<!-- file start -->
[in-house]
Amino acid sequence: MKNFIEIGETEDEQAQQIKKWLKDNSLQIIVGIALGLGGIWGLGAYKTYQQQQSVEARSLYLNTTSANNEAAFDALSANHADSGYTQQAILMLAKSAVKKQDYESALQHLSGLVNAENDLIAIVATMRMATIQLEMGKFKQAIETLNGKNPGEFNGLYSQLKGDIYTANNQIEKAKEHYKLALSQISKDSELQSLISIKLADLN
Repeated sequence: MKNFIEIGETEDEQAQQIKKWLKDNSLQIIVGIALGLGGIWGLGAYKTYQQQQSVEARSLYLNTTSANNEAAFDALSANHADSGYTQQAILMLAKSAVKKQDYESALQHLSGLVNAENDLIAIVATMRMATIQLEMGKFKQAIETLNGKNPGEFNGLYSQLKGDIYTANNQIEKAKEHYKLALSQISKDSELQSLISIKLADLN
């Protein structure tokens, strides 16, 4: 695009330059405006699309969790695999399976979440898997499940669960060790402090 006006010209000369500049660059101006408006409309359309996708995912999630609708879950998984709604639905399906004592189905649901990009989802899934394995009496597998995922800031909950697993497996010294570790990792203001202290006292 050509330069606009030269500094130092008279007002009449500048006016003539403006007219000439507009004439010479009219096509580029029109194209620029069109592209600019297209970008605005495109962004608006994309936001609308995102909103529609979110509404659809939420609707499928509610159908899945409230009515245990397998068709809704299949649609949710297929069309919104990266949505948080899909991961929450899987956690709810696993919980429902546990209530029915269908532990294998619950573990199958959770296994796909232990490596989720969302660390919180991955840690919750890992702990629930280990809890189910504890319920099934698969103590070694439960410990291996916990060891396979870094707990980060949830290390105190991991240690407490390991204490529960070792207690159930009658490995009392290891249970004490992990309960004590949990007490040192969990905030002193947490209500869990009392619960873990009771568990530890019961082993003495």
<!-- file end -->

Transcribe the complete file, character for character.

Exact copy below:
[in-house]
Amino acid sequence: MKNFIEIGETEDEQAQQIKKWLKDNSLQIIVGIALGLGGIWGLGAYKTYQQQQSVEARSLYLNTTSANNEAAFDALSANHADSGYTQQAILMLAKSAVKKQDYESALQHLSGLVNAENDLIAIVATMRMATIQLEMGKFKQAIETLNGKNPGEFNGLYSQLKGDIYTANNQIEKAKEHYKLALSQISKDSELQSLISIKLADLN
Repeated sequence: MKNFIEIGETEDEQAQQIKKWLKDNSLQIIVGIALGLGGIWGLGAYKTYQQQQSVEARSLYLNTTSANNEAAFDALSANHADSGYTQQAILMLAKSAVKKQDYESALQHLSGLVNAENDLIAIVATMRMATIQLEMGKFKQAIETLNGKNPGEFNGLYSQLKGDIYTANNQIEKAKEHYKLALSQISKDSELQSLISIKLADLN
């Protein structure tokens, strides 16, 4: 695009330059405006699309969790695999399976979440898997499940669960060790402090 006006010209000369500049660059101006408006409309359309996708995912999630609708879950998984709604639905399906004592189905649901990009989802899934394995009496597998995922800031909950697993497996010294570790990792203001202290006292 050509330069606009030269500094130092008279007002009449500048006016003539403006007219000439507009004439010479009219096509580029029109194209620029069109592209600019297209970008605005495109962004608006994309936001609308995102909103529609979110509404659809939420609707499928509610159908899945409230009515245990397998068709809704299949649609949710297929069309919104990266949505948080899909991961929450899987956690709810696993919980429902546990209530029915269908532990294998619950573990199958959770296994796909232990490596989720969302660390919180991955840690919750890992702990629930280990809890189910504890319920099934698969103590070694439960410990291996916990060891396979870094707990980060949830290390105190991991240690407490390991204490529960070792207690159930009658490995009392290891249970004490992990309960004590949990007490040192969990905030002193947490209500869990009392619960873990009771568990530890019961082993003495």